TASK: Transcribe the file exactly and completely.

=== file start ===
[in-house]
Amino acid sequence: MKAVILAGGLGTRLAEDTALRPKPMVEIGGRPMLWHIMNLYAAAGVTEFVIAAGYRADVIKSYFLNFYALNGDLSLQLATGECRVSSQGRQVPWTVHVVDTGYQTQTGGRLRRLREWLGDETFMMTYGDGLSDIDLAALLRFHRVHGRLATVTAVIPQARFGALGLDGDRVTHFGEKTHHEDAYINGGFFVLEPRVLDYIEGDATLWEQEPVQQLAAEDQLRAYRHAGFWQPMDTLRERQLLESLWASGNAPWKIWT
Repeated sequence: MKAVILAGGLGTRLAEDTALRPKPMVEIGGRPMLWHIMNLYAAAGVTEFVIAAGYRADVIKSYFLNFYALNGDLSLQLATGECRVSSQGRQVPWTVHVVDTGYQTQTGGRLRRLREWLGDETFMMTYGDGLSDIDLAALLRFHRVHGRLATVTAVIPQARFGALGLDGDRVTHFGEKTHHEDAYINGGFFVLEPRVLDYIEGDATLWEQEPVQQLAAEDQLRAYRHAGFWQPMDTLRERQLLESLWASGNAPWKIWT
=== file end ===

[in-house]
Amino acid sequence: MKAVILAGGLGTRLAEDTALRPKPMVEIGGRPMLWHIMNLYAAAGVTEFVIAAGYRADVIKSYFLNFYALNGDLSLQLATGECRVSSQGRQVPWTVHVVDTGYQTQTGGRLRRLREWLGDETFMMTYGDGLSDIDLAALLRFHRVHGRLATVTAVIPQARFGALGLDGDRVTHFGEKTHHEDAYINGGFFVLEPRVLDYIEGDATLWEQEPVQQLAAEDQLRAYRHAGFWQPMDTLRERQLLESLWASGNAPWKIWT
Repeated sequence: MKAVILAGGLGTRLAEDTALRPKPMVEIGGRPMLWHIMNLYAAAGVTEFVIAAGYRADVIKSYFLNFYALNGDLSLQLATGECRVSSQGRQVPWTVHVVDTGYQTQTGGRLRRLREWLGDETFMMTYGDGLSDIDLAALLRFHRVHGRLATVTAVIPQARFGALGLDGDRVTHFGEKTHHEDAYINGGFFVLEPRVLDYIEGDATLWEQEPVQQLAAEDQLRAYRHAGFWQPMDTLRERQLLESLWASGNAPWKIWT